10-Minute Workout for Busy People

You don't need to spend a lot time in the gym each day to achieve optimum fitness. We've got a 10-minute workout that provides impressive cardio and strength-training benefits.


Believe it or not, evidence shows that you can reap great benefits from a workout that lasts just 10 minutes. By incorporating exercises such as backward lunges and jump squats, a 10-minute workout can burn fat and improve your health.

When it comes to getting in a solid workout—one that challenges you physically and mentally and boosts your endurance—shorter can actually be better.

Billy Beck, two-time winner of the MET-Rx World’s Best Personal Trainer contest, says: “A great workout isn’t about annihilating yourself; it’s about challenging yourself .”

A short daily workout has been proven to expand your lifespan by three years, and it comes with a host of other health benefits.

It doesn’t take an hour (or four) in the gym to stay fit and healthy. You can get everything you need from a workout in just 10 minutes.

As long as you choose moves that get your heart rate up, as well as ones that target muscle groups and make them stronger and leaner, you’ll get an effective blast in a short period of time.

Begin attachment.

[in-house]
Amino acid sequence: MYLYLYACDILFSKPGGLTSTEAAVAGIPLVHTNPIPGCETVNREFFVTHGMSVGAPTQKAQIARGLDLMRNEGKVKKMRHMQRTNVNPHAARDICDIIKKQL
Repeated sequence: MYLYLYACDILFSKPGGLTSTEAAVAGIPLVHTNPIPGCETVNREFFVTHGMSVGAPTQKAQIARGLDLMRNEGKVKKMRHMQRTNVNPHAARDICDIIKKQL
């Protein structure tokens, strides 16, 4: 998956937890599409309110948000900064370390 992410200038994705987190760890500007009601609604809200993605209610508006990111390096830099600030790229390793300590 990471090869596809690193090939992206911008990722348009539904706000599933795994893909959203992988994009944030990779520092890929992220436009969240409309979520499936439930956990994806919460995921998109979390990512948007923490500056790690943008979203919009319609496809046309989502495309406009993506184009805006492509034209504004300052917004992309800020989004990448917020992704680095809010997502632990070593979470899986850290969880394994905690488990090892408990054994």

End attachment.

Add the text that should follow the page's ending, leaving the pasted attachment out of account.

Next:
A great way to think of an effective workout is to remember A-B-B:

  • Aerobic: If you’re pushing yourself, you’re challenging your heart rate.
  • Breath: If you’re out of breath, you’re challenging your lungs.
  • Burn: If you feel the burn, you’re challenging your muscles.

Here is a great 10-minute workout, recommended by Caleb Backe, CPT and health expert at Maple Holistics.

10-minute maximum efficiency workout

Each movement should be completed for 1 minute. The workout should be repeated two times (if you want an extra push repeat three times)

What you’ll need:

  • Flexible clothing
  • Mat (optional)
  • 15- to 30-pound weights (optional)
  • Resistance band (optional)

Burpees – 1 minute (2 repetitions)

“A burpee is essentially a fat-burning and strengthening, equipment-free full-body workout,” Backe says. This exercise also helps tackle your cardio and boost your energy by increasing your heart rate.

How to do them:

For the burpee, start in a standing position before coming down into a push-up position. To do this exercise, you will fall to the ground, kicking your legs out behind you to land on your toes. While doing so, you are also keeping your hands on each side of your chest (palms-down) to catch yourself as you land (you don’t want to smash your face into the ground!). Your body will brush against the ground, and you will push off the ground, completing a push-up. At the top of your push-up, you will jump back up into the air, with hands overhead, before going back down again for a second burpee.